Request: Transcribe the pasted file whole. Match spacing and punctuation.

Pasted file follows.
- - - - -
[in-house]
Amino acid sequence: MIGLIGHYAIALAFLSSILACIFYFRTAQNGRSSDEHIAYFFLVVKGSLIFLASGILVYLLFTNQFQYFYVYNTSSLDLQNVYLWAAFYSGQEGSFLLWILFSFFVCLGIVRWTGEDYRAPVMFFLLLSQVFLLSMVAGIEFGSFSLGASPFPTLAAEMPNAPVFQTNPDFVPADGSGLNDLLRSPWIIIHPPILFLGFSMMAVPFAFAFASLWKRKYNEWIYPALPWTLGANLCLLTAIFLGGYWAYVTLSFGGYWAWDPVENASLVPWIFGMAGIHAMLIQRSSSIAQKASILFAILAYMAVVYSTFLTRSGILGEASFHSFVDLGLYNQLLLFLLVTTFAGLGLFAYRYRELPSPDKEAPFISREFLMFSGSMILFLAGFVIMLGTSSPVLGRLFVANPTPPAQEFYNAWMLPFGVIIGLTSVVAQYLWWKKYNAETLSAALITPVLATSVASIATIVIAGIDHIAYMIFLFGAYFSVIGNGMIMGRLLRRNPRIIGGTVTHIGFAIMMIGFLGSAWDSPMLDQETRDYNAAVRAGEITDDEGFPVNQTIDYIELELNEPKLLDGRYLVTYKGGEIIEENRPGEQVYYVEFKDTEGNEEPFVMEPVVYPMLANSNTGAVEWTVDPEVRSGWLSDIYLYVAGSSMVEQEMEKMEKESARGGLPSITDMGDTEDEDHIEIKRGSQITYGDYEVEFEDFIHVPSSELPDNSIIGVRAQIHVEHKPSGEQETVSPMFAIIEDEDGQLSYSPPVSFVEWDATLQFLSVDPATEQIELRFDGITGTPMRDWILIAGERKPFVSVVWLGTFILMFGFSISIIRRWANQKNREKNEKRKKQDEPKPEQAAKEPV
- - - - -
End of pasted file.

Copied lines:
[in-house]
Amino acid sequence: MIGLIGHYAIALAFLSSILACIFYFRTAQNGRSSDEHIAYFFLVVKGSLIFLASGILVYLLFTNQFQYFYVYNTSSLDLQNVYLWAAFYSGQEGSFLLWILFSFFVCLGIVRWTGEDYRAPVMFFLLLSQVFLLSMVAGIEFGSFSLGASPFPTLAAEMPNAPVFQTNPDFVPADGSGLNDLLRSPWIIIHPPILFLGFSMMAVPFAFAFASLWKRKYNEWIYPALPWTLGANLCLLTAIFLGGYWAYVTLSFGGYWAWDPVENASLVPWIFGMAGIHAMLIQRSSSIAQKASILFAILAYMAVVYSTFLTRSGILGEASFHSFVDLGLYNQLLLFLLVTTFAGLGLFAYRYRELPSPDKEAPFISREFLMFSGSMILFLAGFVIMLGTSSPVLGRLFVANPTPPAQEFYNAWMLPFGVIIGLTSVVAQYLWWKKYNAETLSAALITPVLATSVASIATIVIAGIDHIAYMIFLFGAYFSVIGNGMIMGRLLRRNPRIIGGTVTHIGFAIMMIGFLGSAWDSPMLDQETRDYNAAVRAGEITDDEGFPVNQTIDYIELELNEPKLLDGRYLVTYKGGEIIEENRPGEQVYYVEFKDTEGNEEPFVMEPVVYPMLANSNTGAVEWTVDPEVRSGWLSDIYLYVAGSSMVEQEMEKMEKESARGGLPSITDMGDTEDEDHIEIKRGSQITYGDYEVEFEDFIHVPSSELPDNSIIGVRAQIHVEHKPSGEQETVSPMFAIIEDEDGQLSYSPPVSFVEWDATLQFLSVDPATEQIELRFDGITGTPMRDWILIAGERKPFVSVVWLGTFILMFGFSISIIRRWANQKNREKNEKRKKQDEPKPEQAAKEPV